Six police injured in riots after elections on Solomon Islands

Mobs of protesters looted stores and pelted police with stones Tuesday, wounding six officers, shortly after Solomon Islands lawmakers elected Snyder Rini as the Pacific nation's prime minister. The injured officers were Australians, who are in the country to end years of communal violence, Australian Prime Minister John Howard said.

Howard said he was prepared to send more forces to the troubled country if necessary. " Australia has made a very strong long-term commitment to the future of Solomon Islands ," he told reporters in Canberra . "At this stage there does not appear to be a need for further forces although if there is they will be sent."

Solomon Islands police commissioner Shane Castles told The Associated Press by telephone that the mob also torched seven police cars near Parliament in the capital, Honiara .

Six police officer were injured by the stone-throwing protesters, with one suffering a broken jaw, Castles said. "We have three mobs in town ... each up to 300 in strength (including) one near the prime minister's residence and another still in the central business district," he said.

More than 280 police from Australia and New Zealand have been in the Solomon Islands since 2003 helping the local force restore law and order in the chain of islands 3,840 kilometers (2,385 miles) northeast of New Zealand 's capital, Wellington . The foreign force had largely ended violence between rival islanders that had simmered across the Solomon Islands for years, peaking with a coup in 2000.

Howard confirmed that one Australian officer suffered a broken jaw and another a suspected dislocated shoulder. Four others received minor injuries. Castles said Rini was being protected and he added police were satisfied they had the numbers "to monitor and contain these groups."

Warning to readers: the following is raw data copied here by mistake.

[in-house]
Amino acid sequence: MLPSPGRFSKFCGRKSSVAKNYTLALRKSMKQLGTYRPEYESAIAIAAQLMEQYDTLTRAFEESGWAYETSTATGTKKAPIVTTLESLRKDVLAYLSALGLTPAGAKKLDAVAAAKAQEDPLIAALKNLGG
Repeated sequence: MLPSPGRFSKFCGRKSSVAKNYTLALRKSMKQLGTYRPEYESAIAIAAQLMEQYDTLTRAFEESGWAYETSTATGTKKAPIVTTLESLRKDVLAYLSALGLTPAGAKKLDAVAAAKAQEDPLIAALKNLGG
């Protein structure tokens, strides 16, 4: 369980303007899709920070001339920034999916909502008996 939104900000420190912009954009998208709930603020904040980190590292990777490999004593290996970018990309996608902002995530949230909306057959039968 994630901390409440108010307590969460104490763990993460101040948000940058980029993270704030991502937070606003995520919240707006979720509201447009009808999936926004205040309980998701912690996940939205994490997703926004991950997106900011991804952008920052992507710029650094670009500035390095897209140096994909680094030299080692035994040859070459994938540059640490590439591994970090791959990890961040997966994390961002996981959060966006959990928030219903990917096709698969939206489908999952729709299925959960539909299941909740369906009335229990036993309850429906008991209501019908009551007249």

Earlier, Rini told reporters the protesters had a democratic right to make their feelings known. "However, if they were not happy with the results of today's election, they should forward their disagreement through proper channels, not on the streets," he said, according to the state-owned Solomon Islands Broadcasting Corp.

Rini, 56, defeated two contenders, including Sogavare, to take the post after two secret ballots of the nation's 50 lawmakers, Solomon Islands Broadcasting Corp. reported. The anger at his appointment appeared to stem from his close links with Sogavare's former administration led by Sir Allan Kemakeza Rini was deputy prime minister and a Cabinet minister which was heavily defeated in the election.

Kemakeza narrowly retained his seat in Parliament while his People's Alliance Party lost 11 of its 20 seats at the April 5 election. Rini was due to name his new 20-member Cabinet Wednesday and Parliament is expected to reconvene by month's end.

Rini said Tuesday he is committed to restoring peace and order to his troubled country with outside help. Prior to Tuesday's upheaval, law and order had been slowly returning to the impoverished archipelago of 480,000 following the nation's ethnic conflict, which was sparked by a rivalry between migrants from the island of Malaita and indigenous landowners on the main island of Guadalcanal, reports the AP.


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